Yeah, there’s definitely a lot of fun stuff you can play with out of the Gulf or the Third Coast, they would also call it. Yes. So based on your experiences, what would be the word of advice that you would give to someone walking in the door that was you eight years before? I would tell them, hey, you’re going to have a lot of fun, but you’re also going to have a lot of hardship, but it’s going to be worth it because it’s going to make you stronger, and you’re going to learn some discipline, which is definitely what I needed whenever I started cooking. How are they going to learn discipline.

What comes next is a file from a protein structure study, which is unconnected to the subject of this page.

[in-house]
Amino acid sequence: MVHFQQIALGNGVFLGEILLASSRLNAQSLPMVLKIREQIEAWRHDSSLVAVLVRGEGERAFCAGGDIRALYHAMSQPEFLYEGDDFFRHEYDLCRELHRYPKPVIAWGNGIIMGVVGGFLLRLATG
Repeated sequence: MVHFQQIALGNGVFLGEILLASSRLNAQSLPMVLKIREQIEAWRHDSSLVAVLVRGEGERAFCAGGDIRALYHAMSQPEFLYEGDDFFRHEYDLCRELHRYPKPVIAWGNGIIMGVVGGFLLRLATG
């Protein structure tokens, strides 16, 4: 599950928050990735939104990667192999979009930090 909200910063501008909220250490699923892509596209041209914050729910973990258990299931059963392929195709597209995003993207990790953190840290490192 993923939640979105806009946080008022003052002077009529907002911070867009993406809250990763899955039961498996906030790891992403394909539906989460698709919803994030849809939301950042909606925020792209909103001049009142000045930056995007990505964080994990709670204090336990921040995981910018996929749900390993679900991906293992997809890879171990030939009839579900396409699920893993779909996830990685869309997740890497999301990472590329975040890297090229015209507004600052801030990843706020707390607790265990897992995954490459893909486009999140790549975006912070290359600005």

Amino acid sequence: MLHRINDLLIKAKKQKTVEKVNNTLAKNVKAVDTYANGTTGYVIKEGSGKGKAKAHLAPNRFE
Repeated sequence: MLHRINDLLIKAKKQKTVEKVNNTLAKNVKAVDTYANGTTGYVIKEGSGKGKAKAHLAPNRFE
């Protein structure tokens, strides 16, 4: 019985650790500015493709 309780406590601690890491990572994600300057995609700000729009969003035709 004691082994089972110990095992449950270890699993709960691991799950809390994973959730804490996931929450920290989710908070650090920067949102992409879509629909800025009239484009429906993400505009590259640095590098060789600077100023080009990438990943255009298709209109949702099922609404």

By getting yelled at? As soon as I asked that question, I was like, I don’t know if I want to know the answer for sure.
Okay. What books are you reading right now? I’ve been reading the whole fish and Maddie Madison to cookbook. All right. And then one of the last few questions I ask is, outside of a chef’s knife, right?
You’re opening up your toolkit. You bust out your chef knife. Now everybody has to have a quality chef knife that they’re working with, so that’s kind of taken out of the equation here. What’s the next thing out of your kit? I think on my answer, I said shoes.
My birkenstock. You got to have shoes in your kit, bro. But it’s still a tool, though. Okay. If we’re going for tools, I like my own fish spatula.
Okay. But I’m going with shoes. Shoes. You got to have good shoes to work in the kitchen. Your backs may kill you if you don’t.
You said you wear burks. I do wear burks. You wear just Burkies? I wear the super grip boston burks. Yeah.